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Erdogan makes himself ‘czar of the economy’

Turkish President Recep Tayyip Erdogan’s decision to take the helm of Turkey’s sovereign wealth fund compounds misgivings over an institution that holds the country’s key public assets, but is already mired in controversy for lack of transparency and public supervision.
Turkish President Tayyip Erdogan attends a ceremony marking the 96th anniversary of Victory Day at the mausoleum of Mustafa Kemal Ataturk in Ankara, Turkey August 30, 2018. REUTERS/Umit Bektas - RC123071A6A0
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Faced with economic turmoil fueled by the meltdown of the Turkish lira, President Recep Tayyip Erdogan has been issuing threatening messages against price hikes and capital flights. On Sept. 12, he took a critical step that effectively made him the czar of the economy. Erdogan appointed himself the head of the Turkey Wealth Fund (TVF), which holds $200 billion public assets, while naming as deputy his son-in-law Berat Albayrak, who is also the treasury and finance minister. By taking the helm of an institution that controls strategic public companies, Erdogan is assuming an extraordinary authority over the economy.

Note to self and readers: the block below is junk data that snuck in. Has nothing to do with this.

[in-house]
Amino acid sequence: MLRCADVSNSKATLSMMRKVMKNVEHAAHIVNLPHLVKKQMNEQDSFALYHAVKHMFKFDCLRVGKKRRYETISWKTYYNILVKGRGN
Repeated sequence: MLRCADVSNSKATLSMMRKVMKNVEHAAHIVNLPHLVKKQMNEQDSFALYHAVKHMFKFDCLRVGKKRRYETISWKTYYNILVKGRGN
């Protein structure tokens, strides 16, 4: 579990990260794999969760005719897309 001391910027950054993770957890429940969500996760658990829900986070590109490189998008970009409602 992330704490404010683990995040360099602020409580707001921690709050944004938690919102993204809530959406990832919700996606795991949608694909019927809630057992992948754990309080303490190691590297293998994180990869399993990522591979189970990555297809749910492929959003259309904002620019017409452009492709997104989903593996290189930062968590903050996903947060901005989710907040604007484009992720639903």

Created hastily in August 2016 under a state of emergency, the TVF has stakes in public giants such as Ziraat Bank, pipeline operator BOTAS, oil company TPAO, the national postal service, the Istanbul stock exchange, satellite communications company TURKSAT, the national lottery, Turkish Airlines, Halkbank and Turkish Telekom.

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